5 Reasons Why I’m an Assembler (part 4)
Reason #2 – There’s a chance I could get better at crafting
One of my New Year’s Resolutions for 2013 was to become craft-abled. There aren’t really any encouraging signs at the moment that I’m going to make that happen this year, but it was nice to think that it could happen.
What would it be like, how would I navigate the world if I suddenly could…..paint something without getting myself, the floor, and everything else completely covered in paint. Watching Assemble’s Board Secretary Emily Rice deftly stand on a ladder, swiftly move a brush across the top of a wall without spilling a drop of paint on her clothing or the floor during Assemble’s recent renovation was awe inspiring to me. Though clad in overalls, work boots, and a painter’s cap, I managed to take twice as long to do my painting task near the bottom of the wall because I had to stop so many times to wipe up the paint globs on the floor. And forget about doing anything on a ladder. I get dizzy.
What would it be like if I could actually make a piece of wearable jewelry at one of Assemble’s LED workshops instead of fumbling with wire, felt, and tape and making a giant ball of wire, felt, and tape stuck together? I would have a completely different experience of myself and of a lot of other things in life too. The world is a different place for people who can craft.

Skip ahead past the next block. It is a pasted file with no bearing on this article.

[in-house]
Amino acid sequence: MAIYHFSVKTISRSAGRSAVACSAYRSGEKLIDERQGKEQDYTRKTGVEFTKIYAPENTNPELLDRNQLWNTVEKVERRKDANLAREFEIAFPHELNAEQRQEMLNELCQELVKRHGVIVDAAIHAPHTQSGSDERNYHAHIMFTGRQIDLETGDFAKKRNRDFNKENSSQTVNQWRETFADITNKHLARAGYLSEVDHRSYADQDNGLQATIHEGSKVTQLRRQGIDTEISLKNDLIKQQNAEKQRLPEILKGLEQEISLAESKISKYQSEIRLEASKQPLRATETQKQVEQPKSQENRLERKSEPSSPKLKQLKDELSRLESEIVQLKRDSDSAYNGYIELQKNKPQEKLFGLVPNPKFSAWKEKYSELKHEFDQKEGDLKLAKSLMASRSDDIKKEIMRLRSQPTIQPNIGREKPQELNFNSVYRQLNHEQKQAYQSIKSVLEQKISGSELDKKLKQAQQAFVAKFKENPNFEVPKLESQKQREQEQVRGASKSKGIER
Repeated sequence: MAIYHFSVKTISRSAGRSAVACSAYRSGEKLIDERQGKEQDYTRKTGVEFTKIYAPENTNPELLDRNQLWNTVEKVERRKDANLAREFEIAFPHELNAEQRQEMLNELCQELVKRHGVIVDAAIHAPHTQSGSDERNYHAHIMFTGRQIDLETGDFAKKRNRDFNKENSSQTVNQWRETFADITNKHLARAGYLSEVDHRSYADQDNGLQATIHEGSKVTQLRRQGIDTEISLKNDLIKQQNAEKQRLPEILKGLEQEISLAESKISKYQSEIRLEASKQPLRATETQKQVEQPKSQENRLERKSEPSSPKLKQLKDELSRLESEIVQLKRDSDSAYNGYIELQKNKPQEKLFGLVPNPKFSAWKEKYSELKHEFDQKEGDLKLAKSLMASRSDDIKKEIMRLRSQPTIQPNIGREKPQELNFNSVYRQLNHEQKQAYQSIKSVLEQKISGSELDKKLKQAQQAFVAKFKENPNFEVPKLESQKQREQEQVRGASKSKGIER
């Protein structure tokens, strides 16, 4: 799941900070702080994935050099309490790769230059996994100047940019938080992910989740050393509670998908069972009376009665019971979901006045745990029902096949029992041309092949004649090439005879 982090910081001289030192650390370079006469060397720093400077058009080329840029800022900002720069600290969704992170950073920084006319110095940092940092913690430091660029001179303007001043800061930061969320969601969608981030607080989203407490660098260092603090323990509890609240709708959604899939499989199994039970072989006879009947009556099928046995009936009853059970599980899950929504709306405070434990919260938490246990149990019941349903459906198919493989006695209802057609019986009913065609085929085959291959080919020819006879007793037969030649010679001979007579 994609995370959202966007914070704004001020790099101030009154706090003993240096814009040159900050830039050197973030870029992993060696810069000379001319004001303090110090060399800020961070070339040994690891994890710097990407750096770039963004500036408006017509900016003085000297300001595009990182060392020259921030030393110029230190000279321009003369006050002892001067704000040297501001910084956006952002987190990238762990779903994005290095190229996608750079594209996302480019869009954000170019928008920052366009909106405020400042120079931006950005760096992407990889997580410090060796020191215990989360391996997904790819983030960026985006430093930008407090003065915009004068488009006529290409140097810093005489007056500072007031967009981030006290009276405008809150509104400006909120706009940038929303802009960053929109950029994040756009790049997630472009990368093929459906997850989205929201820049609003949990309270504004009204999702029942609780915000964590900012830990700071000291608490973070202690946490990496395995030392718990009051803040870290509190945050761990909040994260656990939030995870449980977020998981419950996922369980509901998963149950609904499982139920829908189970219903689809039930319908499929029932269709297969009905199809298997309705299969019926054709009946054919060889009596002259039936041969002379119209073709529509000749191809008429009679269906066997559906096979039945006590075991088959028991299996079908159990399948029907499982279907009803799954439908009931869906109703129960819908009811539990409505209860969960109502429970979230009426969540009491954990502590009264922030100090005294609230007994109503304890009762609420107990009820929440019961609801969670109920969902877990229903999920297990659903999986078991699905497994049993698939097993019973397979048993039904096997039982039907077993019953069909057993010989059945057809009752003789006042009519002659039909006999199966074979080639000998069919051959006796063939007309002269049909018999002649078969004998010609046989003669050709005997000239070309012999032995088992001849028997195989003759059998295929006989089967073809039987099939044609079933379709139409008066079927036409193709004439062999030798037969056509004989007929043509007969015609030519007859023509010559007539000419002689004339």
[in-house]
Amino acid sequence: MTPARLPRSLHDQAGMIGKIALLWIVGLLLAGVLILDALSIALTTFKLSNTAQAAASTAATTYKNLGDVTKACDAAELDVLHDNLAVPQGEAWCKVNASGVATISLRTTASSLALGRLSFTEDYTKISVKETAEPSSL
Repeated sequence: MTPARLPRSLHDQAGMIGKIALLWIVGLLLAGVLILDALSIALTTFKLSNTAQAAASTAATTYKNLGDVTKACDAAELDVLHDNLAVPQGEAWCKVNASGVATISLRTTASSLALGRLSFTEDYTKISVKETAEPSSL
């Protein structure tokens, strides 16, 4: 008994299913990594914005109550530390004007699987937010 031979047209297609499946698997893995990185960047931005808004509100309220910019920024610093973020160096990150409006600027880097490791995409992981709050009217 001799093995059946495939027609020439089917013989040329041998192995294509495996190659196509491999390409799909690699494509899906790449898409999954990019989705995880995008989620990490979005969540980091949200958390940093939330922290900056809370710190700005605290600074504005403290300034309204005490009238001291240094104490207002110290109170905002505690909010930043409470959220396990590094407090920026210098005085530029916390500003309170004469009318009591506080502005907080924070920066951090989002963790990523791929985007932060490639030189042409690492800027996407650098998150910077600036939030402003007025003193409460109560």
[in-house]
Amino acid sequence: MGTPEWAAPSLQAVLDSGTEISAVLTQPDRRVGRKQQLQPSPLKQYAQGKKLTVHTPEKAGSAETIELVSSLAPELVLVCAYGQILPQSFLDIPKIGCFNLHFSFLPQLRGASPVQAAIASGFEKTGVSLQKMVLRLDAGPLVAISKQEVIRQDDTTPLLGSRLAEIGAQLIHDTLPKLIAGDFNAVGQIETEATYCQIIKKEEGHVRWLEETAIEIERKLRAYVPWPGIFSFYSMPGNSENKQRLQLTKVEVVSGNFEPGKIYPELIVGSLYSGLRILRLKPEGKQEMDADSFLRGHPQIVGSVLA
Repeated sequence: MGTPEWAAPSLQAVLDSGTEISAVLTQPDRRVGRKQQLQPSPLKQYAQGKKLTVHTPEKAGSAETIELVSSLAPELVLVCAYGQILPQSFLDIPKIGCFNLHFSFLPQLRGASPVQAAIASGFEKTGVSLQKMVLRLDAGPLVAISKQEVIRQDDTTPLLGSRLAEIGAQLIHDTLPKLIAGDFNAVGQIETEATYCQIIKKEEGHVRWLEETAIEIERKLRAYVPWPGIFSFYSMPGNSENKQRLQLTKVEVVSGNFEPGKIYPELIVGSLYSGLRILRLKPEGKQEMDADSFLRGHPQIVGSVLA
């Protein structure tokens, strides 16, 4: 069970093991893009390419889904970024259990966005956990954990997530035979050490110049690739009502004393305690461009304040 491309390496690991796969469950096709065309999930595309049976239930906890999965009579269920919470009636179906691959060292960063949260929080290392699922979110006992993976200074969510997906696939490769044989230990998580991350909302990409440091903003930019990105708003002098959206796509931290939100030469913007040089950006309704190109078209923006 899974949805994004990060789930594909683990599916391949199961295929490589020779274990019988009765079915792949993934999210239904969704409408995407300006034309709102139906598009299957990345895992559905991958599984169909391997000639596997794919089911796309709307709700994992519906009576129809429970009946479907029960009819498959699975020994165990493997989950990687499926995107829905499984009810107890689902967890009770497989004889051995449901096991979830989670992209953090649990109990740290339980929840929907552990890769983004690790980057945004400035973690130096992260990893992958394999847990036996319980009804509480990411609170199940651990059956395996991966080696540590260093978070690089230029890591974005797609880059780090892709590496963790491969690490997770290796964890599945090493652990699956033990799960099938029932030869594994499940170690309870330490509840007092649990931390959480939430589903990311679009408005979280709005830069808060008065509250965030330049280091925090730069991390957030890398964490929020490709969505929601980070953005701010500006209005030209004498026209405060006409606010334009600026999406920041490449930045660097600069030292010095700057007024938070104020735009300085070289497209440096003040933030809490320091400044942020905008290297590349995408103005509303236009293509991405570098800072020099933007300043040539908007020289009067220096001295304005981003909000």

When I see 6, 7, and 8 year old kids grab a bunch of duct tape, wire, soda bottles, and markers and make bracelets, necklaces, pins, and other accessories without effort or strain, I am just stunned. I don’t related to those materials in the same way. Where are the instructions? The directions? What’s the concept here? What are we trying to do with all of this? These are the questions I have.
But what if I didn’t think that way? What would it be like to go through the world and see every scrap and leftover as something waiting to become something else? To be able to move objects into new forms and presentations? To view everything as being on the verge of its next performance?
This is a very useful perspective to have and one that I am learning to have from other Assemblers.